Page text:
Python Class Object Is Not Callable

A callable object in Python is an object that can be called – explicitly initiated to execute. If we attempt to call a not callable function, we run into this kind TypeError message.

In Python, objects are called by passing arguments in parentheses. For example, a callable object x can be called as x(arg1, arg2, …) or using the method __call__() as x.__call__(arg1, arg2, …). By the way, Python methods starting and ending with double underscores, like __call__(), are special functions called magic or dunder methods.

Knowing if an Object is Callable

One can verify if a Python object is callable using the callable() function. Let’s create some objects in Python and check if they are callable.

# Integer
print(callable(8))

Output:

False
#String
print(callable("may"))

Output:

False
# Lists
print(callable([1,2,4,5]))

Output:

False
# Functions
def add():
    return 3+4
print(callable(add))

Output:

True
#Classes
class ExampleClass():
    pass
print(callable(ExampleClass))

Output:

True
#Lambdas
func = lambda x: x*2
print(callable(func))

Output:

True

From these examples, we can see that integers, strings, and lists are not callable, but functions and classes are. In fact, all data types are not callable.

Let’s attempt to call an object that is not callable to reproduce the <object> object is not a callable error.

b_list = [1,4,-3,6]
b_list(2)

Output:

TypeError: 'list' object is not callable

The above mistake often happens when we attempt to access the value of the list at index 2 by using parenthesis (calling the list) instead of using square brackets b_list[2] for list indexing.

TypeError: Class Object is not Callable

In the earlier section, we said class objects are callable. That is a fact, of course, but that is contingent on how you call the class object you are trying to use. This section will discuss how to reproduce this error and how to solve it.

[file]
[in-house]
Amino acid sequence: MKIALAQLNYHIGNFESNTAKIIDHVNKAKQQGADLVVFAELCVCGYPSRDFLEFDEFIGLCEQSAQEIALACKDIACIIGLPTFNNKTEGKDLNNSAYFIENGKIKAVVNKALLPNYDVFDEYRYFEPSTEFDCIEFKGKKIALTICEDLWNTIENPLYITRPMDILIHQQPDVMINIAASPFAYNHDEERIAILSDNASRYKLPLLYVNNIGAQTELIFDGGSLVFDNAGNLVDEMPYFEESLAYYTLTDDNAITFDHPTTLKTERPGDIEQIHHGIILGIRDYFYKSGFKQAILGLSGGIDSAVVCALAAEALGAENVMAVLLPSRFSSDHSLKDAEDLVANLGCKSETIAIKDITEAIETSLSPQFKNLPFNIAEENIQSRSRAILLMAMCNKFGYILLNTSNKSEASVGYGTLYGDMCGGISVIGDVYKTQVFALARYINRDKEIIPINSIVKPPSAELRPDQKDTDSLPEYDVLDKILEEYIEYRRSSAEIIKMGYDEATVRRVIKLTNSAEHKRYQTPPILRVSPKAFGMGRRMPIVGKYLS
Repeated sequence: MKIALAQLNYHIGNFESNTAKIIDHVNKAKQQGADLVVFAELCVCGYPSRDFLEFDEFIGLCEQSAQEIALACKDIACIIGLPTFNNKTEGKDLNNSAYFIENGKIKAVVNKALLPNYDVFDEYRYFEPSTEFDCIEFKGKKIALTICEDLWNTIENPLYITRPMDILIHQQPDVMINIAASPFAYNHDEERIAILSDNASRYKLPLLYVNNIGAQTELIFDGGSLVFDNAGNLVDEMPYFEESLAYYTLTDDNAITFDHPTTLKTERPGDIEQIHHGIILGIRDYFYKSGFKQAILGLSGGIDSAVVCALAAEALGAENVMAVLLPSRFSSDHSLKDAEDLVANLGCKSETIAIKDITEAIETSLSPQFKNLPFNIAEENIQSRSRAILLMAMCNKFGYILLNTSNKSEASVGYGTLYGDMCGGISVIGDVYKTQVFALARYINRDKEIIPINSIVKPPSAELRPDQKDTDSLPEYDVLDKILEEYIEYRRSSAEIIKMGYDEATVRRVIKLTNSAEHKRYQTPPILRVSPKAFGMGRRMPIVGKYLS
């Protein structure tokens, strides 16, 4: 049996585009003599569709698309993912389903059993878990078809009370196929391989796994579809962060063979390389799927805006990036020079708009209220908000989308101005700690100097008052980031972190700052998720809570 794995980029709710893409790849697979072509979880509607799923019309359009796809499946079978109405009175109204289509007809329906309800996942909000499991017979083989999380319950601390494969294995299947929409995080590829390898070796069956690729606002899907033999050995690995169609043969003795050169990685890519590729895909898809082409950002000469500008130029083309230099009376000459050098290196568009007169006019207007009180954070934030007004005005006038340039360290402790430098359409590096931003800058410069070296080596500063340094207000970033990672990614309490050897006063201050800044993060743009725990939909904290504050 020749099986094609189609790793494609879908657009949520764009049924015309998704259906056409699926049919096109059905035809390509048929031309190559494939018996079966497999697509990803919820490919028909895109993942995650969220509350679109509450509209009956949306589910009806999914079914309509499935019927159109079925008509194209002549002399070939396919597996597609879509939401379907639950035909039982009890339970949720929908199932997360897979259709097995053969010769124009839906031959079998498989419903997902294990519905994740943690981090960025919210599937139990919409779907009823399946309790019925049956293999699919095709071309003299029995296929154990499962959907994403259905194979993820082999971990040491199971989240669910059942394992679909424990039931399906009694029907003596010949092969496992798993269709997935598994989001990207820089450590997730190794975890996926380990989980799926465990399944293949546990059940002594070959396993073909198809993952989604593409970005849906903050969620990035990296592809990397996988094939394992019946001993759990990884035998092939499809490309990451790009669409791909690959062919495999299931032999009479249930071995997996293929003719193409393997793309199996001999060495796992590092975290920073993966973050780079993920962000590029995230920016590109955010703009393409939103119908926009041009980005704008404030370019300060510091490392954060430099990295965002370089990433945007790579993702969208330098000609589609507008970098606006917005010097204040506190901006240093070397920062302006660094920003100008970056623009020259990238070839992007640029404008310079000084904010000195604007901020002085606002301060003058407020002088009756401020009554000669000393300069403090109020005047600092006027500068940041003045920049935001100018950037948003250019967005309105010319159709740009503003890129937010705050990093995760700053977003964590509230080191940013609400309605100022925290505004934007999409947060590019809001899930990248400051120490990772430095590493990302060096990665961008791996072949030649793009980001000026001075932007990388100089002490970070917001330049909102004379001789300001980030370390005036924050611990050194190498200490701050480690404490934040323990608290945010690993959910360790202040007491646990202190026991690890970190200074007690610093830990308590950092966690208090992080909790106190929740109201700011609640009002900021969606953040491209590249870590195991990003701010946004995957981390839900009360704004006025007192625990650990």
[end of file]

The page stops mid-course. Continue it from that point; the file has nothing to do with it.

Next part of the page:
Reproducing Class Object is not a Callable Error

Consider a module and a main script in the same folder.  A module in Python is simply a Python file with variables, functions, or classes that can be imported and used in another script – calling it the main script here.

Module: ClassExample.py

class MyClass1():
	def __init__(self):
    		pass
	def read_data(self):
    		print("reading data...")
    		# ..some code
    		pass

MyClass1 = MyClass1()

Main script: main_script.py

import ClassExample
s = ClassExample.MyClass1()
s.read_data()

Output:

TypeError: 'MyClass1' object is not callable

Executing the main_script.py file leads to a Class object that is not callable. This error is caused by the module’s line MyClass1 = MyClass1(). In this line, the class MyClass1() is initialized with a variable of the same name. The call of the MyClass1 class again in the main script, which has already been initialized in the module, is like calling MyClass1()(), which leads to the error.

The solution is to initialize the class with a different name in the module script or remove that line altogether and call the class in the main script.

TypeError: Module object is not callable

This error occurs when module importation is not done incorrectly. The example below shows the importation problem caused when a module has the same name as the class being called in the main script.

Module: ClassExample1.py

class ClassExample1:
    def __init__(self):
        pass

    def read_data(self):
        print("reading data...")
        # ..some code
        pass

Main script: main_script.py

import ClassExample1
s = ClassExample1()
s.read_data()

Output:

TypeError: 'module' object is not callable

This error occurs because the main script imports the module, not the class. Therefore, the module is called in the second line, not the class defined in the module script.

There are two ways to solve this problem. The first way is to change the importation line as follows

from ClassExample1 import ClassExample1
s = ClassExample1()
s.read_data()

Output:

reading data…

This means that we want to import a class named ClassExample1 from the module named ClassExample1.

The second way is to edit the call on the main script as follows:

import ClassExample1
s = ClassExample1.ClassExample1()
s.read_data()

Output:

reading data…

The second line in the main script now means that we import the ClassExample1() class from the ClassExample1 module.

Note: We have the main script and the module in the same folder in the above cases. In the cases where we have modules in a given folder importation line should look like this “from <folder> import <module_name>,” which imports the module itself and not the functions or classes in it.